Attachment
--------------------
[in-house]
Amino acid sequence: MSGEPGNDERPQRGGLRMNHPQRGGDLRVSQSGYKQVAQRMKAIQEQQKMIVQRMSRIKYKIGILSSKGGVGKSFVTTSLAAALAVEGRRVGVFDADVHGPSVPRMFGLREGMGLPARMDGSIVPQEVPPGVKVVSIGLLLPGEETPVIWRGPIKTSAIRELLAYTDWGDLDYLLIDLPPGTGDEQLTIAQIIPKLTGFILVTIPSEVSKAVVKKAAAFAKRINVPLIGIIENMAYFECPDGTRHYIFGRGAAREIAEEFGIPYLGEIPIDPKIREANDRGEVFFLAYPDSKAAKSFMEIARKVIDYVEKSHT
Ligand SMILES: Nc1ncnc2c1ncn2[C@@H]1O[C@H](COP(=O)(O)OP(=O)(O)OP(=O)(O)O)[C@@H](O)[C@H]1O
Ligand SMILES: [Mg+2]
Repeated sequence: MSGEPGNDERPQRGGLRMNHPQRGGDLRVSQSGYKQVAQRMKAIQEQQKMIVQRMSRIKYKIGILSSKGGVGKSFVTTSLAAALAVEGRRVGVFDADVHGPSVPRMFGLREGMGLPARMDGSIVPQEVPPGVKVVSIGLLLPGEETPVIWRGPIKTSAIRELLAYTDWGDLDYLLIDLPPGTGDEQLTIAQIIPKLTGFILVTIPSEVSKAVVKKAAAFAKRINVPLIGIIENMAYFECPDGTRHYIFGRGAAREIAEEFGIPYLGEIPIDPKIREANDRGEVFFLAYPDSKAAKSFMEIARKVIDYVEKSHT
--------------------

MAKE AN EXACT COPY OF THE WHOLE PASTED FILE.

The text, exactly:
[in-house]
Amino acid sequence: MSGEPGNDERPQRGGLRMNHPQRGGDLRVSQSGYKQVAQRMKAIQEQQKMIVQRMSRIKYKIGILSSKGGVGKSFVTTSLAAALAVEGRRVGVFDADVHGPSVPRMFGLREGMGLPARMDGSIVPQEVPPGVKVVSIGLLLPGEETPVIWRGPIKTSAIRELLAYTDWGDLDYLLIDLPPGTGDEQLTIAQIIPKLTGFILVTIPSEVSKAVVKKAAAFAKRINVPLIGIIENMAYFECPDGTRHYIFGRGAAREIAEEFGIPYLGEIPIDPKIREANDRGEVFFLAYPDSKAAKSFMEIARKVIDYVEKSHT
Ligand SMILES: Nc1ncnc2c1ncn2[C@@H]1O[C@H](COP(=O)(O)OP(=O)(O)OP(=O)(O)O)[C@@H](O)[C@H]1O
Ligand SMILES: [Mg+2]
Repeated sequence: MSGEPGNDERPQRGGLRMNHPQRGGDLRVSQSGYKQVAQRMKAIQEQQKMIVQRMSRIKYKIGILSSKGGVGKSFVTTSLAAALAVEGRRVGVFDADVHGPSVPRMFGLREGMGLPARMDGSIVPQEVPPGVKVVSIGLLLPGEETPVIWRGPIKTSAIRELLAYTDWGDLDYLLIDLPPGTGDEQLTIAQIIPKLTGFILVTIPSEVSKAVVKKAAAFAKRINVPLIGIIENMAYFECPDGTRHYIFGRGAAREIAEEFGIPYLGEIPIDPKIREANDRGEVFFLAYPDSKAAKSFMEIARKVIDYVEKSHT